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Visualizing Pennsylvania Oil & Gas Production (Through March 2021)

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This article contains still images from the interactive dashboards available in the original blog post. To follow the instructions in this article, please use the interactive dashboards. Furthermore, they allow you to uncover other insights as well.


Visit ShaleProfile blog to explore the full interactive dashboard


These interactive presentations contain the latest gas (and a little oil) production data, from all 10,061 horizontal wells in Pennsylvania that started producing from 2010 onward, through March.

Total production

Natural gas production in Pennsylvania was flat in March at 20.6 Bcf/d (hz. wells only, after revisions). Year over year growth was just over 1 Bcf/d. With only 126 new horizontal wells completed through March, completion activity is at a decade low.

Well productivity

Well productivity has improved to an amazing extent from 10 years ago; the 1,004 horizontal wells that came online in 2021 are on track to recover about 4 Bcf of natural gas in their first 10 years on production (see “Well quality”), on average. The 561 horizontal wells that began production last year will likely recover this same amount in just a single year, on average.

Important factors behind this are longer laterals and larger proppant loadings:


Completion design in Pennsylvania over time (hz. wells since 2013). Source: Lateral lengths & Proppants Dashboard

In this chart you can see how these key completion parameters have changed in Pennsylvania, since 2013. It reveals that lateral lengths in Pennsylvania more than doubled since 2013, to over 10 thousand feet by the middle of last year, and that proppant loadings more than quadrupled.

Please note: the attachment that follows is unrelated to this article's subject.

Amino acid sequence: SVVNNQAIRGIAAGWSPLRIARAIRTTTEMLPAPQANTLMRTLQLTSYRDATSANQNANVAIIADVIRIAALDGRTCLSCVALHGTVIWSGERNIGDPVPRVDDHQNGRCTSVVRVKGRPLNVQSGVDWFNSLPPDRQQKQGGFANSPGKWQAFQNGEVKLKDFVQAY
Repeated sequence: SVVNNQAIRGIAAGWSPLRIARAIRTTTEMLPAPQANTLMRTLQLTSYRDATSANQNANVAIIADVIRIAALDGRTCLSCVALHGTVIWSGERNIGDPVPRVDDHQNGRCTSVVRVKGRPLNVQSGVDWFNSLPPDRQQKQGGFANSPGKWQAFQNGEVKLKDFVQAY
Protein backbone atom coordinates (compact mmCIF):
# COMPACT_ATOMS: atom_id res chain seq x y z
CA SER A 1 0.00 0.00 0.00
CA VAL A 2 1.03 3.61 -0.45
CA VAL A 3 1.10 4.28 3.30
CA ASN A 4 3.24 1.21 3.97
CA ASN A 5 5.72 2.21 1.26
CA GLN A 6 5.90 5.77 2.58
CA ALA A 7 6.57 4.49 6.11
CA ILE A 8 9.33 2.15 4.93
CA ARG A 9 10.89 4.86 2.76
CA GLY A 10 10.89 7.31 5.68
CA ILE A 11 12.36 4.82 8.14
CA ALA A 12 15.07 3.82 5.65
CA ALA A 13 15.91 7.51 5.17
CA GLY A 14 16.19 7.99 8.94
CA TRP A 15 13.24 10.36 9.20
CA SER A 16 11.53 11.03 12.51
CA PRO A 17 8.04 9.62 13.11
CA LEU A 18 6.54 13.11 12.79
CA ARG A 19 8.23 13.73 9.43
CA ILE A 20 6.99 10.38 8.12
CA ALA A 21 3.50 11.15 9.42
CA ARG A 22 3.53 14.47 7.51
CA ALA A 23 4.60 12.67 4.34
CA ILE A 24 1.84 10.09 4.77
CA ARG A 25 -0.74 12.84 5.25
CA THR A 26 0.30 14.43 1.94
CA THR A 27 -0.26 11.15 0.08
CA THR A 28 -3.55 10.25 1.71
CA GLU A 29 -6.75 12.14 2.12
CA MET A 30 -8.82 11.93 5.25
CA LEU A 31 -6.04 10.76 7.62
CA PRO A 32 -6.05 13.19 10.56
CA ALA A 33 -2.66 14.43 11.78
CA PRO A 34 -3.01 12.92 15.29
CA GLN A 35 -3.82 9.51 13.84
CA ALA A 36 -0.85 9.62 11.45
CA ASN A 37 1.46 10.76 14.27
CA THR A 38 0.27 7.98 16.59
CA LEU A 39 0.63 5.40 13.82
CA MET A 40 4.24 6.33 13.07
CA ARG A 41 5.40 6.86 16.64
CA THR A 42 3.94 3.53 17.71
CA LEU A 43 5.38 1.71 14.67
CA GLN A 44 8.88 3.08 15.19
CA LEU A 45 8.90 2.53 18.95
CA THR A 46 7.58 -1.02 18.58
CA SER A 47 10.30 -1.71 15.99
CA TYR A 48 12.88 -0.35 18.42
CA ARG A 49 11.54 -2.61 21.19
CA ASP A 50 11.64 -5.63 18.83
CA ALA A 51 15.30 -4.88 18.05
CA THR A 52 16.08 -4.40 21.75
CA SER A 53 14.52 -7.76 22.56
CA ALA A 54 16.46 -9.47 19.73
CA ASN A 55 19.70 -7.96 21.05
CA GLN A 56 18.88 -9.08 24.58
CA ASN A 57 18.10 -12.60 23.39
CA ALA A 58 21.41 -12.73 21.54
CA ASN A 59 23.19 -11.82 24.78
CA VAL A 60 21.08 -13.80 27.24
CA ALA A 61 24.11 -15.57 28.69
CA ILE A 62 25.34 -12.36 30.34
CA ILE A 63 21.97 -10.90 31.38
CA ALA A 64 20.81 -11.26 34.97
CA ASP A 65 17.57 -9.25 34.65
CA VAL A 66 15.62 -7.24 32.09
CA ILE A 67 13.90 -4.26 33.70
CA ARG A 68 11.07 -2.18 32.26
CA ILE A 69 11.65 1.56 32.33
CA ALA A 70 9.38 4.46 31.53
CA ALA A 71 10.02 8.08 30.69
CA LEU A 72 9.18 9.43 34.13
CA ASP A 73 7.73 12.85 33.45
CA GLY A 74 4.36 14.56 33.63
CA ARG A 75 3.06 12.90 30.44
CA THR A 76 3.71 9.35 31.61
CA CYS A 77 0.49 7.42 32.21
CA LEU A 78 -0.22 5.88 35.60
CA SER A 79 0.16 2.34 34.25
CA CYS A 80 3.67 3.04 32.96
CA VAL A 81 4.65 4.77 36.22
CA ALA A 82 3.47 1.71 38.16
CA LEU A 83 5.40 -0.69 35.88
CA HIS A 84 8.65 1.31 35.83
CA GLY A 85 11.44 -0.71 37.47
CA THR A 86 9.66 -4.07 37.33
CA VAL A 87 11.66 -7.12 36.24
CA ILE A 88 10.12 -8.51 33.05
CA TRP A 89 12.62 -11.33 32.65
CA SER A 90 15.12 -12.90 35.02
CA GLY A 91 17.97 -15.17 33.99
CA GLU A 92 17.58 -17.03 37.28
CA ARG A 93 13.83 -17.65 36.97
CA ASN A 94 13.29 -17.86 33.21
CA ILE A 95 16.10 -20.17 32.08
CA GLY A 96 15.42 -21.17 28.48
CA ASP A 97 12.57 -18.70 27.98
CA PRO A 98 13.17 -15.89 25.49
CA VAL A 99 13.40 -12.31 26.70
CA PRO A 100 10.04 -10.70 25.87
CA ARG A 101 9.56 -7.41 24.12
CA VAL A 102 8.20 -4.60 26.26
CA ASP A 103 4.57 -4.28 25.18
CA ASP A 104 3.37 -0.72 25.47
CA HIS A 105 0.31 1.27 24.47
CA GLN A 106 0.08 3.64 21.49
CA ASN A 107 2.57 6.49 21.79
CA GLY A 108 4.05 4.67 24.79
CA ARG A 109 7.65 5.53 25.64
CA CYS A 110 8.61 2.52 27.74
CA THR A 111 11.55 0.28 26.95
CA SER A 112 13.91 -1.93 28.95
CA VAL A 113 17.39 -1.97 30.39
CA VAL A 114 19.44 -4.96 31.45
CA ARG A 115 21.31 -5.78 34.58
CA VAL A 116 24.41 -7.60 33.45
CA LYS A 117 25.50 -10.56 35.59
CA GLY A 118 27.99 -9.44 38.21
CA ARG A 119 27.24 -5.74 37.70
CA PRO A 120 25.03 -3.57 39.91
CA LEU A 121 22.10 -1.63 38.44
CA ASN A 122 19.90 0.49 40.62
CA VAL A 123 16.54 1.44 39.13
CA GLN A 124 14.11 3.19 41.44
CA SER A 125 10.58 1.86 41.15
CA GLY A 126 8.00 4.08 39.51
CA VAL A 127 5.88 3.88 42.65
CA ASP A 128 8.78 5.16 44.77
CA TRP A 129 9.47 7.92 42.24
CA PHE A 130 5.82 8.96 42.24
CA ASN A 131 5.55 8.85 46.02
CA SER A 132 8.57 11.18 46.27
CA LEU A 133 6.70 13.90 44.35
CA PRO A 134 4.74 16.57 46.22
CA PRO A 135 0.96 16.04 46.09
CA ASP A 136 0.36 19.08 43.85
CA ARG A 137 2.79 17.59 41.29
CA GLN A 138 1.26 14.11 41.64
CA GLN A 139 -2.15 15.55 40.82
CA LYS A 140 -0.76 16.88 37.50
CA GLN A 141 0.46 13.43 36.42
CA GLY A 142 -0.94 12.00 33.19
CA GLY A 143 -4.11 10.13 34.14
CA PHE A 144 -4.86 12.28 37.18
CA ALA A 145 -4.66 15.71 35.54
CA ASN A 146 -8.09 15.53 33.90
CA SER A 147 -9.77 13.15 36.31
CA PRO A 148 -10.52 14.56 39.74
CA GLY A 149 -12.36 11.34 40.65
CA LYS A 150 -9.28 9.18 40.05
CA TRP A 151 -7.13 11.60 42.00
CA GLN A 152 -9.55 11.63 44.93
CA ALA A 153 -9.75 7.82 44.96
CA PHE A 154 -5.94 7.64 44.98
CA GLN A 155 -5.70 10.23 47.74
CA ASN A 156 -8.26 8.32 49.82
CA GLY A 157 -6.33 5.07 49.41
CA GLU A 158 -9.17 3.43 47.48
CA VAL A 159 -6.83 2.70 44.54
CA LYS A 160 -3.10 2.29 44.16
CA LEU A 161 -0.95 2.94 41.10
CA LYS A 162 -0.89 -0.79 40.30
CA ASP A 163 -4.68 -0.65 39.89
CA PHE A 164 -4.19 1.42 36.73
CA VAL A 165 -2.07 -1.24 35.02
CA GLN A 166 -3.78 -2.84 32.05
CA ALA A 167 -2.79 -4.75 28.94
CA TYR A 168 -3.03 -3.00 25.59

EQT, the largest natural gas producer in the state, increased its average proppant loading even to 25 million pounds per completion in recent quarters:


EQT’s completion design in Pennsylvania since 2013.

Top operators

In the final tab (“Top operators”), the top 10 natural gas producers in Pennsylvania are displayed. Chesapeake, at over 3 Bcf/d of capacity now, appears to be closing the gap with EQT.

It’s well results improved strongly in 2020, as is visible in this screenshot from our Production Profiles dashboard:


Chesapeake’s well results in Pennsylvania since 2012.

The 70 wells that it brought online last year are on track to recover about 7 Bcf of natural gas in the first year, on average, well outperforming its competitors.


Later this week or early next week, we will have a new post covering the Haynesville.

Production data is subject to revisions.


For this presentation, I used data gathered from the following sources:

  • Pennsylvania Department of Environmental Protection


Visit our blog to read the full post and use the interactive dashboards to gain more insight:

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